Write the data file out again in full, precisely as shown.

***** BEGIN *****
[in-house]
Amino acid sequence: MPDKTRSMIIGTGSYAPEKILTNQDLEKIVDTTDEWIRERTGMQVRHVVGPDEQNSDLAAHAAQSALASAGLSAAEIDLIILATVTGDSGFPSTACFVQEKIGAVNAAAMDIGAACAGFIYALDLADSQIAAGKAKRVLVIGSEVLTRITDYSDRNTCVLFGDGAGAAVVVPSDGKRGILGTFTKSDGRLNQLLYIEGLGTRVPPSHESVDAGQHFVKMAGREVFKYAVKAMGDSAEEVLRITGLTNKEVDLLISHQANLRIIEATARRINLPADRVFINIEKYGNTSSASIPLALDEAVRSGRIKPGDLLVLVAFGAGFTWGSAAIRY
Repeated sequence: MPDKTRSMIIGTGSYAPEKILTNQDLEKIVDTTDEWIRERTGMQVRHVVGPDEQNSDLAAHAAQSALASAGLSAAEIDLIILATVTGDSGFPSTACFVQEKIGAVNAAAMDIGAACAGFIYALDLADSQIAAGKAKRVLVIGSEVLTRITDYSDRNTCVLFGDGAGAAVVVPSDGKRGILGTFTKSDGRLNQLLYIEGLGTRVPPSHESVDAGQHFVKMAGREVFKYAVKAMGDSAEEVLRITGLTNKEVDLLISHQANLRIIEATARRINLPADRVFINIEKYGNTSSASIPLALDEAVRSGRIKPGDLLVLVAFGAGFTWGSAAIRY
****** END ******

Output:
[in-house]
Amino acid sequence: MPDKTRSMIIGTGSYAPEKILTNQDLEKIVDTTDEWIRERTGMQVRHVVGPDEQNSDLAAHAAQSALASAGLSAAEIDLIILATVTGDSGFPSTACFVQEKIGAVNAAAMDIGAACAGFIYALDLADSQIAAGKAKRVLVIGSEVLTRITDYSDRNTCVLFGDGAGAAVVVPSDGKRGILGTFTKSDGRLNQLLYIEGLGTRVPPSHESVDAGQHFVKMAGREVFKYAVKAMGDSAEEVLRITGLTNKEVDLLISHQANLRIIEATARRINLPADRVFINIEKYGNTSSASIPLALDEAVRSGRIKPGDLLVLVAFGAGFTWGSAAIRY
Repeated sequence: MPDKTRSMIIGTGSYAPEKILTNQDLEKIVDTTDEWIRERTGMQVRHVVGPDEQNSDLAAHAAQSALASAGLSAAEIDLIILATVTGDSGFPSTACFVQEKIGAVNAAAMDIGAACAGFIYALDLADSQIAAGKAKRVLVIGSEVLTRITDYSDRNTCVLFGDGAGAAVVVPSDGKRGILGTFTKSDGRLNQLLYIEGLGTRVPPSHESVDAGQHFVKMAGREVFKYAVKAMGDSAEEVLRITGLTNKEVDLLISHQANLRIIEATARRINLPADRVFINIEKYGNTSSASIPLALDEAVRSGRIKPGDLLVLVAFGAGFTWGSAAIRY